I want nothing more than every young girl to read this and realize they are magic and no matter what walk of life they may come from, no matter the trials she may face, she can use her magic to be a Wild One.

This book is peppered with triggers that may be hard for many readers. The author has written a note to this on goodreads and I recommend it being read cautiously. If read by someone young I feel their parent or trusted adult should read it with them to open communication to the many things touched in this book.

5 stars all the way!

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Writing this is really painful because I had so many expectations from this book, but it's a DNF @ 35%

Almost one third into the book and only a baby step into the actual plot of the story. It was really confusing to keep track of all the characters and it seemed as if they were just going from city to city without any aim. At one point I just gave up because it got really tedious to read more.

I wanted so much to love this book, but I couldn't even bring myself to read the entire thing.

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What a lyrical, magical, empowering book this is. The storytelling is inspiring and the story itself is captivating. A complex magic system, bright cast of characters, and a different universe than one we have ever seen. Azad’s prose reads like poetry and I want to recommend this book to every young person I know who has an open mind and an open heart. Just stunning.

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I don’t like writing negative reviews. I tend not to; I mark a book as DNF or read and then just…keep silent about it. Maybe I put a sentence or two about it in my monthly wrap-up posts, but that’s all.

But I really, really hate this book.

And I hate that I hate it. I’ve been looking forward to this book breathlessly, ever since the publishing deal was announced. It’s magical queer girls of colour!!! With stars and magic diamonds and sparkly clothes! It’s everything I could ask for! When I was approved for an arc, I ran into the study to tell my husband the good news, I was so excited and ecstatic.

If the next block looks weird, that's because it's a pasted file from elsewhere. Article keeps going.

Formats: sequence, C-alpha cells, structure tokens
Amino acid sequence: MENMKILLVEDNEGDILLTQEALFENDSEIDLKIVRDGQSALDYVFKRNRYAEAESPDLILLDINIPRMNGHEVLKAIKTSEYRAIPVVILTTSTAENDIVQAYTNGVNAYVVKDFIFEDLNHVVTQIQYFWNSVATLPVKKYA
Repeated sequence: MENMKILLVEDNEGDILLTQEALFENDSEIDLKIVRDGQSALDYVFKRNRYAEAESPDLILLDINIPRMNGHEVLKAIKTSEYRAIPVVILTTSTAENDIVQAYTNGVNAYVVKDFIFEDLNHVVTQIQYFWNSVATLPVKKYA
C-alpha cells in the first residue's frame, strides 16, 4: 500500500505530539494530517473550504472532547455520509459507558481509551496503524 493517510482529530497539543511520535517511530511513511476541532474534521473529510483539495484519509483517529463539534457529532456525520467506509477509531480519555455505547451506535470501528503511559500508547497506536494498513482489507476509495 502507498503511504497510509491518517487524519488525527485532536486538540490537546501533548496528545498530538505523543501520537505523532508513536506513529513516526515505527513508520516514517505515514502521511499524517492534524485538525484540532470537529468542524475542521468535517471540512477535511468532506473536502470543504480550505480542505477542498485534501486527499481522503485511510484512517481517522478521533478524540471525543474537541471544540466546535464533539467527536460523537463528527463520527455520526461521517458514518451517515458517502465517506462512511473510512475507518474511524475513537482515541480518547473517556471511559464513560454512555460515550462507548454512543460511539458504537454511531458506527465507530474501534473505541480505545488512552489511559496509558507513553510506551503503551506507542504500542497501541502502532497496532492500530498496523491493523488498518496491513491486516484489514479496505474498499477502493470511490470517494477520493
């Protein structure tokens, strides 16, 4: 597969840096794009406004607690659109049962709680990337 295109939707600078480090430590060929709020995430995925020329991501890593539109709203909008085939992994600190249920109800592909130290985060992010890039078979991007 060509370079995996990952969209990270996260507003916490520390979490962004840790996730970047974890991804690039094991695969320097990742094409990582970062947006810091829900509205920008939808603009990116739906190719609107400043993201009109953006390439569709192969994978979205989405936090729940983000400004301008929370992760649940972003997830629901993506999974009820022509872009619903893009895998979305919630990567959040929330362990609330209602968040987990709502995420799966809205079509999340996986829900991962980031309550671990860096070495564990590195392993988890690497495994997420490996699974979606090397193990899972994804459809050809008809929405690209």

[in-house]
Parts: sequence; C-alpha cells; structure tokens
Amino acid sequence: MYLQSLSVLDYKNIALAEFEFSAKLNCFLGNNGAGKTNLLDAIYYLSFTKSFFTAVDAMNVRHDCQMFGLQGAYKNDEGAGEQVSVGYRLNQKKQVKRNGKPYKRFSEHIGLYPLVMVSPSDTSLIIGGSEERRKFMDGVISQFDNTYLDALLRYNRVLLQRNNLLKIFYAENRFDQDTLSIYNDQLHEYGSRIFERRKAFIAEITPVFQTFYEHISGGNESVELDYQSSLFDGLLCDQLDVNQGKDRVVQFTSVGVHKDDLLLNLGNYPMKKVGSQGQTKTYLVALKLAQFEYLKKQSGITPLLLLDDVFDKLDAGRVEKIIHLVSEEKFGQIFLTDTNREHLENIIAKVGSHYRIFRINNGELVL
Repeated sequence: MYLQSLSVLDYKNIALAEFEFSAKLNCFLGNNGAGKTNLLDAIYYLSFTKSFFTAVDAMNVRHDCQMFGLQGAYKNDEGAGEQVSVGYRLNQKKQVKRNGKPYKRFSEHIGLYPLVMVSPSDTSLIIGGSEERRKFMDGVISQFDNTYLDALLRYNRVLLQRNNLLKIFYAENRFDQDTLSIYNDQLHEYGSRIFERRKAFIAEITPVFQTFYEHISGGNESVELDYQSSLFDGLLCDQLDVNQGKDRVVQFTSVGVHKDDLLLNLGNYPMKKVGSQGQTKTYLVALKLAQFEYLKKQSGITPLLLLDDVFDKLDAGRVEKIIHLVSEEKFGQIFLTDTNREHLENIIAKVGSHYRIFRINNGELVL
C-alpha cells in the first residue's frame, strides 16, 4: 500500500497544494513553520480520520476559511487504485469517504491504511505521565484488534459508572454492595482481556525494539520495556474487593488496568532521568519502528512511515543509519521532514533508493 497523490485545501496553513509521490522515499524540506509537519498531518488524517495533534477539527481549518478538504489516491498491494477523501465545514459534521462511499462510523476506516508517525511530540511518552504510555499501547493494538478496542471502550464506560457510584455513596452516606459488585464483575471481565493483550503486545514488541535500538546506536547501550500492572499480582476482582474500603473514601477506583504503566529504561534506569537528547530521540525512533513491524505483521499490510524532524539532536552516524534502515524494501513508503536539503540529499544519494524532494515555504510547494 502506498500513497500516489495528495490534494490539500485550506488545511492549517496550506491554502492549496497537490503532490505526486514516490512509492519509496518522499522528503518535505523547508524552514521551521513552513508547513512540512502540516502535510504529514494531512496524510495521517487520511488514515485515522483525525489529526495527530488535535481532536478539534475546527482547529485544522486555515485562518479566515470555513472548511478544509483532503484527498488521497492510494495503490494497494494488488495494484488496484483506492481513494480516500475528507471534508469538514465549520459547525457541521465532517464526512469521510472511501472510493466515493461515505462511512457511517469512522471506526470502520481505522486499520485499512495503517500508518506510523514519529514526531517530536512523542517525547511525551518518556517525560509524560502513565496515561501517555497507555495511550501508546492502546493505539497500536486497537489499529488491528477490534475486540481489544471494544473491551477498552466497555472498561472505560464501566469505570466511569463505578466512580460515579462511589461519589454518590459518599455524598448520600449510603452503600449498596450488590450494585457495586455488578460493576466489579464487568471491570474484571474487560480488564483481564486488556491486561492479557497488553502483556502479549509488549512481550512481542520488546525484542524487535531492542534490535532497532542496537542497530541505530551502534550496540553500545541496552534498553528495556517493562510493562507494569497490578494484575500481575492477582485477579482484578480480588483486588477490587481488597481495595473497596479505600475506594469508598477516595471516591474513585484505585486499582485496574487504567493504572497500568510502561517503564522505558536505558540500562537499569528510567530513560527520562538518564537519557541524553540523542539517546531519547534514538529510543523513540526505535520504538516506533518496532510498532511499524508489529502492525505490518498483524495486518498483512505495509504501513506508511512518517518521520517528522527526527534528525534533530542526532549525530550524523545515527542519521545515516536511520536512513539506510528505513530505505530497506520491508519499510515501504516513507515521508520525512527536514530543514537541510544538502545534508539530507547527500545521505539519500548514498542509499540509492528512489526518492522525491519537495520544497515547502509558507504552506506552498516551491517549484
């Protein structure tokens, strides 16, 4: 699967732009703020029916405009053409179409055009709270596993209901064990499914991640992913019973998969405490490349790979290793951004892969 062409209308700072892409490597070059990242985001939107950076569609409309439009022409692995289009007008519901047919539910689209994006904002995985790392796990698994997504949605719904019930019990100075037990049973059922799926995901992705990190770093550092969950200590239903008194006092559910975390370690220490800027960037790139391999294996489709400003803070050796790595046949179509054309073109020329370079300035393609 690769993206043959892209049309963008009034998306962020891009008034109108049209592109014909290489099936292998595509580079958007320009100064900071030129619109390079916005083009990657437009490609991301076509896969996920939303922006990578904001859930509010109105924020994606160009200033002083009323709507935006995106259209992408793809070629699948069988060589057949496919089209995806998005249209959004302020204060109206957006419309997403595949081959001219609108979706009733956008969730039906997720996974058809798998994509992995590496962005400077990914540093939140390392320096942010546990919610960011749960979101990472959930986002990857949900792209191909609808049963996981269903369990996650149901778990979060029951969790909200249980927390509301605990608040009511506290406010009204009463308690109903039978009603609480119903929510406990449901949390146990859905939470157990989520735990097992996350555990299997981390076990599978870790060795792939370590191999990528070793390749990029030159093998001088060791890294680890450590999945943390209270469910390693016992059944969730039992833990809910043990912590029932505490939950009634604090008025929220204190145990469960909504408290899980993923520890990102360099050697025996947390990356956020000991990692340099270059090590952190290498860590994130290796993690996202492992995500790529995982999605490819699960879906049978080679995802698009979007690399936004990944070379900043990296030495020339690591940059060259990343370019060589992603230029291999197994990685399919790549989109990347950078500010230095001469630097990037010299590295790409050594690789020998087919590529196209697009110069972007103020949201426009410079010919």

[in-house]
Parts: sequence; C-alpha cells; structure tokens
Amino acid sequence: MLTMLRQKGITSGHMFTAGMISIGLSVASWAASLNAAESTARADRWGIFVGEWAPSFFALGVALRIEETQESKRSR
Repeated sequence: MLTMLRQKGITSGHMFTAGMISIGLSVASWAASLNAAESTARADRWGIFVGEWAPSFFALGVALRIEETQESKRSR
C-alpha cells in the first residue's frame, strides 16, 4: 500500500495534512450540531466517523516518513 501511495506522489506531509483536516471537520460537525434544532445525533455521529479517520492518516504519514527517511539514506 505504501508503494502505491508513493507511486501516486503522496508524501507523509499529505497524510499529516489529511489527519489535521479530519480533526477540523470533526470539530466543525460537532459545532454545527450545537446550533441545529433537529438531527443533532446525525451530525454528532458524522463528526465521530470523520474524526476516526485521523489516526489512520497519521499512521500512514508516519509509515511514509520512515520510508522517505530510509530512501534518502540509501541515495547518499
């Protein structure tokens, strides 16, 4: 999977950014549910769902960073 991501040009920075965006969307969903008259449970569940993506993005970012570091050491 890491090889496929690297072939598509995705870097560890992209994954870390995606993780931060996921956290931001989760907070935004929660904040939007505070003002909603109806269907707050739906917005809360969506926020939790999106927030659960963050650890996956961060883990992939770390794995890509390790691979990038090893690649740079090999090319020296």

Today, I can’t decide whether I want to cry or scream.

There’s nothing wrong with the premise/concept, the plot, or the characters. I didn’t finish the book, but the issues I saw dealt with were not mishandled. It’s nothing like that.

It’s just that the writing is abominably bad.

This is confusing for a number of reasons, not least of which is that this is not Azad’s debut, and that book, The Candle and the Flame, had perfectly pleasant prose. I didn’t enjoy the book, but not because it was bad; it and I just weren’t a good fit.

Whereas The Wild Ones is just…so bad.

The first 50 pages are telling, telling, telling. Nothing is shown to the reader; it’s a never-ending lecture about the Wild Ones and the Between and non-humans and all the rest of it. One loooong info-dump. The writing is blunt and choppy; there are attempts at pretty description, but it’s cringingly clunky, with sentences like this

<sweet, milky treats that taste a little like heaven if the place was a flavor.>

An editor should have cut the last six words of that sentence and it would have been fine. Look